What life has taught Galal Amin

No not me, but it’s the title of Galal Amin’s book. A beautiful autobiography written introspectively and slowly. It is the product of many years of thinking, reading and writing. Even the selection of the cover photo is amazingly accurate. A family portrait with his father in the center, his mother absent and his brothers and sisters sitting around his father subtly tells how much this family has influenced the writer’s life. The mother’s absence in the photograph show how women were not included in this kind of thing too. Their serious looking faces portray the seriousness of the family and of taking a family picture which we now do all the time. We snap using our digital cameras, our phones and our web cams. So much has changed in this author’s lifetime and only by reading or hearing stories like his we can begin to appreciate the changes that have happened in Egypt and the world in the last seven decades or so.

I have always enjoyed Amin’s work, his TV interviews and his articles.  He always appears to have given his ideas lots of deep thought and reflection.  His arguments are solid and usually well laid so it is easy to follow and see his point of view.

Born in January of 1935, his father had wanted his mother to have an abortion because they already had 7 children, she refused and that is how he came to be.  The book is a lovely piece of reading, it is like being told stories by a great uncle about past years.  It is broken down in chapters where you can read each one on its own without skipping a beat.  From the monarchy to the revolution (I still think it should be called something else, it was not a real revolution), he has an interesting opinion at least worth knowing.  There were many things in the book that made me think,  and since it is way too long for me to review it as it is I will just point them out.

  • The amount of classical literature which he had read at a young boy is astounding.  It must have helped shaped his future ideas, character and beliefs.  I would also assume that it helped in his ability to analyze and come to a conclusion on his own.
  • One of the interesting points was on the Arab Unity.  How Syria, Lebanon and Iraq were very for this idea ( this was of course in the early fifties, post revolution).  How countries like Kuwait and the Emirates were never interested in it.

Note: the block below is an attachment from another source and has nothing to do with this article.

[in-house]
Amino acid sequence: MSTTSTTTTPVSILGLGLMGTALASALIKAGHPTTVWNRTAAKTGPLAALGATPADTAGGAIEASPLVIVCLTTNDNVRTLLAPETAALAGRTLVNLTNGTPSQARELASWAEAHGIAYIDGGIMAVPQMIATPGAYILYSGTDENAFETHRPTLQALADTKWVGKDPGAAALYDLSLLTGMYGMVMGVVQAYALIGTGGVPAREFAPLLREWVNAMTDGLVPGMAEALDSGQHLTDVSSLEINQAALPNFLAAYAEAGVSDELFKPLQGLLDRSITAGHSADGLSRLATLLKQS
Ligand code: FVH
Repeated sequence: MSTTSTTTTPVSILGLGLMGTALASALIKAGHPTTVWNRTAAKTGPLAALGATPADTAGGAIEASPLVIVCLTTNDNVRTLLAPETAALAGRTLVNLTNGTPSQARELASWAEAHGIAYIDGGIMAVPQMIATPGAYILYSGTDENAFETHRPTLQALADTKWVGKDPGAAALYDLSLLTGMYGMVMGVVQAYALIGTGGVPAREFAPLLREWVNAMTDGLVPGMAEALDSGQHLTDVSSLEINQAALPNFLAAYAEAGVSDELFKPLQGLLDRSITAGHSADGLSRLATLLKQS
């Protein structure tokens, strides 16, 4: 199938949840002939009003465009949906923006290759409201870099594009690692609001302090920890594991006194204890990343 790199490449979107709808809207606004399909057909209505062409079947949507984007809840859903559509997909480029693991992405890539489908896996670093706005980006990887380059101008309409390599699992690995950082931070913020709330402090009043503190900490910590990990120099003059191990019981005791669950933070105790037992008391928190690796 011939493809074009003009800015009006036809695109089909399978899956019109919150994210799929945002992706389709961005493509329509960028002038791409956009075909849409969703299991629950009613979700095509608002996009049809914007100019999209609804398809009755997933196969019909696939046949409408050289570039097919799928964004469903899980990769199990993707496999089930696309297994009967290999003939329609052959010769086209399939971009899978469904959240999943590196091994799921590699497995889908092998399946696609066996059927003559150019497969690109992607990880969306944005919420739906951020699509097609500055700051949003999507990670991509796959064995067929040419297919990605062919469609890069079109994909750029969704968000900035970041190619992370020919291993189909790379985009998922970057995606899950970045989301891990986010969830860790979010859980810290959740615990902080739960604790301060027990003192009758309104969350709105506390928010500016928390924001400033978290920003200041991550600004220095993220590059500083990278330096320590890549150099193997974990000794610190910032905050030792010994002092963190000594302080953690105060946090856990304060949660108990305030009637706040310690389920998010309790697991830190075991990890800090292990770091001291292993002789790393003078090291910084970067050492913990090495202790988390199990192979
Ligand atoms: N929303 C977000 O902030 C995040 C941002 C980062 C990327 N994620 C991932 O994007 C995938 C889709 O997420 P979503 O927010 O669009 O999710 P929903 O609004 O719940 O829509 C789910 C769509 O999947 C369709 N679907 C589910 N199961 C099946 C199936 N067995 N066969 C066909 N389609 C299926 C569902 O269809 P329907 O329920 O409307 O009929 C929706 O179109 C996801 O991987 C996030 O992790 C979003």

• Another valid point, although slightly conspiracy theorist is the question of whether or not the United States was involved or at least blessed the revolution.  Amin seems to think so, he also thinks that the Sadat was an American puppet.  His argument is convincing although I believe that these things need proof for one to be able to confirm it.  He was also against Camp David and stopping the war early.  This I totally agree with, I have read other accounts of what happened and think that Sadat meant to stop the war when he did, either because he was told to do so by the Americans or he had already decided before hand that this was what he wanted to do.
  • In retrospect the author compares between all rulers of Egypt after the revolution.  Naguib was loved and respected, the people were shocked to see him go.  Abdelnasser ruled with an iron fist, did some good things, did lots of bad things, killed democracy, people’s spirit and did not offer Egypt anything better than the king did.  Sadat was unqulaified for the job, appeared to be democratic but turned out to be just as bad and started the fall of the Egyptian Economy.  As for our current leader, he’s not better than either, he is faithfully doing what the Sadat and Abdelnasser did only in a less obvious manner.
  • I also loved the chapter on his life in Kuwait and how little has changed from the seventies to today because it was so true and hit a raw nerve.  But perhaps I will do another long post on that later.
  • He recounts how the world and society has changed in the last 50 years and has become more consuming and interested in the material posessions in life and how this in turn has affected people’s expectations from life.  Money is never enough, a husband is never good enough because he can not provide enough, TV and ads bombard people constantly of how life should be, how you should own a villa, drive a car and all that has made people dissapointed.
  • The final chapter in the book is called Beginnings and Endings (bedayat wa nehayat) which I think is perfectly named.  How things have changed at their end from how they started out.  He started life with a fiery want to change the world and has realized that that is out of his reach.  He tells stories of all of the people he knew and how they were dissapointed in life.
  • He also describes a time when he was torn between deciding on two very good jobs and an older relative told him that later in life these decisions will not matter much because on the long run the effect of these short term decisions is minimal.
  • In the final page he says that although life is full of dissapointments it is still filled with happy moments and how there is still joy in life by seeing his children or grandchildren, enjoying a nice meal or having nice company.  On his father in law’s birthday, which was a couple of months after he (his father in law) had died, his wife and daughter went to visit his grave.  His daughter who was pregnant at the time went into labour and had her son on the same day as her grandfather’s birthday.  With this he concludes that a day which carried a sad memory was transformed into a beautiful one.

I personally learned alot and did alot of thinking during and after reading this book.  And there is no way I could have done the book justice by this short review.  It is full of gems of wisdom that are between the lines, lessons learned and beautiful memories of a man and also of a nation.  I give it a five star rating.